Don Quixote of the Jungle

2000, Nature  -   6 Comments
Ratings: 8.29/10from 24 users.

817,000 indigenous people live in Brazil, 0.4 percent of this country's population, and they're endangered. When the white man arrived in Brazil in the year 1500, there were six million native people living here. What has happened since then? For the moment, our admirable and beloved Zoe, have been saved. But it takes someone other than themselves to cushion the blow of contact with our cruel and developed world, which has done so much damage to other tribes of the rainforest and their world.

These people of the remotest forest have no flag, no anthem; no nationalistic rights whatsoever. They live in peace in their tranquil republic of water and trees that is until an oil company digs its claws into their ancestral lands.

It has already happened to others. They were the masters of their world, but now they are the slaves of another, pawns on the Wall Street and Tokyo trading floors. Over the past 500 years, the white population in Brazil has multiplied by 27 while the indigenous has been divided by 20. When the Portuguese landed in this part of the Americas, human beings communicated with each other in 1,300 different local languages. Now the Indians of Brazil speak only 170 languages. Nearly all of them know how to demand justice in Portuguese, but they're not always listened to.

Someone must speak for them, one of our own, without being paternalistic, with sensitivity; a white friend of the Indians, one who feels the loss of these cultures as the greatest misfortune to befall our homogeneous Western society. Sydney Ferreira Possuelo has defended their rights on all fronts throughout his life. Earning the respect and friendship of the indigenous peoples and defending their rights at the highest levels, such as when he was the president of the Indian Protection Agency's Department of Isolated Indians.

In this way and only in this way he succeed in protecting the territory of isolated tribes such as the Zoe and in expelling those who wanted to eliminate them. It's no wonder the Zoe receive him as one of their own. Above all, Possuelo is a man of action. He's one of our own, don't forget, and he knows the destructive capacity of our marvelous modern society. Though a cosmopolitan activist, he spends half his life here, where the real struggle is, in the deepest, most remote forest. And from the very start he risks his neck.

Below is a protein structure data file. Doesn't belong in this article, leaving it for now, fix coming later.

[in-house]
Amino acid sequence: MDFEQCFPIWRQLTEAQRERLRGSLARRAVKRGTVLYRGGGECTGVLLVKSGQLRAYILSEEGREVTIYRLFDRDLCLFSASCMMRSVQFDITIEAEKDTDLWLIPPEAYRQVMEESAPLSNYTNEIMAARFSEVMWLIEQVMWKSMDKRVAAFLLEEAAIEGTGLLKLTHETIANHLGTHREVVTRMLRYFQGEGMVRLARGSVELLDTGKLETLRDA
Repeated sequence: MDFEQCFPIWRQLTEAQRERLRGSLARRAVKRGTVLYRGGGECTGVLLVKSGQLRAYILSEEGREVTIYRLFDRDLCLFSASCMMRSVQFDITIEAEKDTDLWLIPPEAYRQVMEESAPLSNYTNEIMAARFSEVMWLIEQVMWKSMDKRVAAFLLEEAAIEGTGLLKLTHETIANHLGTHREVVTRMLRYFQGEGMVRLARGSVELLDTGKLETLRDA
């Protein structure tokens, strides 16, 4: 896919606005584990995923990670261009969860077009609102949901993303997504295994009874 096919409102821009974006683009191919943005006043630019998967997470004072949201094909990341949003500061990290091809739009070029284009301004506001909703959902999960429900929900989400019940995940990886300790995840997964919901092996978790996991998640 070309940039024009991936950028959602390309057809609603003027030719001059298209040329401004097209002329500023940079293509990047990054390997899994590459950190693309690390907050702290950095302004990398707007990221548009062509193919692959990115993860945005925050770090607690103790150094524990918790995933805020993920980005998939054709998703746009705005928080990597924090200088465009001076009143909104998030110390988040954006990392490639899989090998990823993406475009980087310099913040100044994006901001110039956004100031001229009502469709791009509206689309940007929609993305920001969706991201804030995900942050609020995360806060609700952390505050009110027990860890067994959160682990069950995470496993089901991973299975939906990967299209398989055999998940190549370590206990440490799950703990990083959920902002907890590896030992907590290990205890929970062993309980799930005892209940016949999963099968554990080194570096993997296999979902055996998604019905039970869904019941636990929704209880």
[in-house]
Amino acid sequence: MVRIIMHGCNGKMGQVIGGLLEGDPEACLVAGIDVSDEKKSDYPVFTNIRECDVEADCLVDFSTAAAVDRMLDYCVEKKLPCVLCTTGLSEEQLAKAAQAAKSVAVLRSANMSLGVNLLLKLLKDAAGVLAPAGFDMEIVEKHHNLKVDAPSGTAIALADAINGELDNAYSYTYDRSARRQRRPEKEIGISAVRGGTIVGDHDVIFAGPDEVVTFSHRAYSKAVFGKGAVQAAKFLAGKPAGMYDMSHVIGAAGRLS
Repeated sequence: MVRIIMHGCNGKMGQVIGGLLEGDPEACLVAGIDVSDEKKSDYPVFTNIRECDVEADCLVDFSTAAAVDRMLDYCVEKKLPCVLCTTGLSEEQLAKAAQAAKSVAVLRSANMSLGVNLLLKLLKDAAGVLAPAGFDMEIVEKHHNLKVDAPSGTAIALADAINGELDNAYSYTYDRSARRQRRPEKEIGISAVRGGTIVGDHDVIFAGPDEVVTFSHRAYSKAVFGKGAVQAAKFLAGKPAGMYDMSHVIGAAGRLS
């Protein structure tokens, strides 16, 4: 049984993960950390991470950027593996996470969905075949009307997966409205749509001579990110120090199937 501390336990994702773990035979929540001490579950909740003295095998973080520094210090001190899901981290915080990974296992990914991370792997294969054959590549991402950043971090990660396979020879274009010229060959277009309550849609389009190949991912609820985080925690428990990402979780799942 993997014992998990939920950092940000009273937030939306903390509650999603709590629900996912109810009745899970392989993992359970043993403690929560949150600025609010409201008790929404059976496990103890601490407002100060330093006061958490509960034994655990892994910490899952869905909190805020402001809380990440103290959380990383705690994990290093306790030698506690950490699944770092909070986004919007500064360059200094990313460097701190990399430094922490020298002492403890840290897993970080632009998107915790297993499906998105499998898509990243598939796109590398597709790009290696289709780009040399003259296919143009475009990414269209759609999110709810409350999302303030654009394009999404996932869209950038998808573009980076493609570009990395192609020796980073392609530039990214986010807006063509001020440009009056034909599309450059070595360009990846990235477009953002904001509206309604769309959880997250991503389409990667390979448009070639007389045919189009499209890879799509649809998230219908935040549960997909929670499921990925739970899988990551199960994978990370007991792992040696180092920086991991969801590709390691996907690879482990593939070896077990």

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6 Comments / User Reviews

  1. F. Thorne

    Wonderful documentary. I always find it strange when South American's are often so proud of their Spanish or Portuguese language & heritage, to me it's just another colonial language just like English, I don't mind it from a communications point of view, I think English is a wonderful language, but we have to remember that is was used as another tool to remove native culture, just as Spanish & Portuguese was applied in South America.

  2. Linda Best

    The beauty of this documentary far out-weighs quibbling over percentages. There is love demonstrated here for endangered aboriginal tribes that understands them, even when viciously murdered. They realize that such revenge is the accumulation of 500 years of betrayal and pain. This loving of people groups who may even turn upon them, transcends all religions. These ambassadors epitomize love and peace.

  3. nadianoor

    I love the content in this documentary because it forces me to step outside of everything I consider to be society in my mind. Once I step out, I realize just how *created* by man every system really is... and the only thing deeming these systems as "natural" is our continued tolerance of and continuing within them.

  4. Bob Trees

    Really sad seeing western style religion forced down these people's throat. :-((

  5. Honeybadger

    Brazil has a population of almost 200 million. 1% of that would be 2 million, not 330,000. If you can't get even basic facts and figures right how is anyone supposed to believe the veracity of your other assertions? This is surely a film worth avoiding.

    1. Vlatko

      You're right. This doc is filmed 13 years ago, but even if we take that into account the number is still terribly wrong.

      Wiki says the following: 817,000, 0.4% of Brazil's population.